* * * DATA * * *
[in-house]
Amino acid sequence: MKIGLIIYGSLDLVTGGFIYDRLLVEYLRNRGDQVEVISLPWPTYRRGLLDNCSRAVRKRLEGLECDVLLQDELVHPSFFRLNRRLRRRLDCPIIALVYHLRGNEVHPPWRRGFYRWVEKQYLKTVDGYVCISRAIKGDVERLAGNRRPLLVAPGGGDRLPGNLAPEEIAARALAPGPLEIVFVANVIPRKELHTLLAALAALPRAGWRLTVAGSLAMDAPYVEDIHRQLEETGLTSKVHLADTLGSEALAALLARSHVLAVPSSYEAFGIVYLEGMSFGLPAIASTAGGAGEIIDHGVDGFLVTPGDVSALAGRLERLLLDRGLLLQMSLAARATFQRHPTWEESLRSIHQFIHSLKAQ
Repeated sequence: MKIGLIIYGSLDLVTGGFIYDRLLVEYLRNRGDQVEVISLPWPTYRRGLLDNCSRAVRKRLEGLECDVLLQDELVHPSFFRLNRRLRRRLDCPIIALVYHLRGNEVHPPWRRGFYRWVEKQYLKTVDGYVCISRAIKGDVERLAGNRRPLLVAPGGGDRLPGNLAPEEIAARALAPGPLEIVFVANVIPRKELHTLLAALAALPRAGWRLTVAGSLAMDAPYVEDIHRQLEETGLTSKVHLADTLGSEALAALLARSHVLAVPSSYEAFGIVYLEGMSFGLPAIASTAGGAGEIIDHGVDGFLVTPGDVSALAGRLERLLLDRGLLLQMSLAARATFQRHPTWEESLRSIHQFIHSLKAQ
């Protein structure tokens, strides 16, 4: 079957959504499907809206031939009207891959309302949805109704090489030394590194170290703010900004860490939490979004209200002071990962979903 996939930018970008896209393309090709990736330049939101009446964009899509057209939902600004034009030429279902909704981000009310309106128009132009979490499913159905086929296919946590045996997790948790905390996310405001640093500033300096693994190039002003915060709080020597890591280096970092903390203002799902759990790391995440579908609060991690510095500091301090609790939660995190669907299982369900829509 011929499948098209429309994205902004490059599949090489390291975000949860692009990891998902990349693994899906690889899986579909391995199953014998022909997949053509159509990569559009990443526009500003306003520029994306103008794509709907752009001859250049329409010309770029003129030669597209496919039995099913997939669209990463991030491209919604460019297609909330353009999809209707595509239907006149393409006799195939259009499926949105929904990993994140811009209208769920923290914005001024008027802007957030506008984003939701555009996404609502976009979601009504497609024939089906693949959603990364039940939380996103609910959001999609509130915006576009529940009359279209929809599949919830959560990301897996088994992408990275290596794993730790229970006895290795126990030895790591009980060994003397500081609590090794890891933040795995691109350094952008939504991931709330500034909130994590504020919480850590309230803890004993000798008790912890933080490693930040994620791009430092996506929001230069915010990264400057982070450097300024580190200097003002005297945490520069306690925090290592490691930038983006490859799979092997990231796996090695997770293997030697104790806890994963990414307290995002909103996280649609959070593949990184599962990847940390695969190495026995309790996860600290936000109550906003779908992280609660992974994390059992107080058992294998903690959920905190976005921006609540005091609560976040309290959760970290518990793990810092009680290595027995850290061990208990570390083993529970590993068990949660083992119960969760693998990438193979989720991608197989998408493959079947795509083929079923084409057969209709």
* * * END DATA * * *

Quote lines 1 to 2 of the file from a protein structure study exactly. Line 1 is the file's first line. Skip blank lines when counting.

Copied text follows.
[in-house]
Amino acid sequence: MKIGLIIYGSLDLVTGGFIYDRLLVEYLRNRGDQVEVISLPWPTYRRGLLDNCSRAVRKRLEGLECDVLLQDELVHPSFFRLNRRLRRRLDCPIIALVYHLRGNEVHPPWRRGFYRWVEKQYLKTVDGYVCISRAIKGDVERLAGNRRPLLVAPGGGDRLPGNLAPEEIAARALAPGPLEIVFVANVIPRKELHTLLAALAALPRAGWRLTVAGSLAMDAPYVEDIHRQLEETGLTSKVHLADTLGSEALAALLARSHVLAVPSSYEAFGIVYLEGMSFGLPAIASTAGGAGEIIDHGVDGFLVTPGDVSALAGRLERLLLDRGLLLQMSLAARATFQRHPTWEESLRSIHQFIHSLKAQ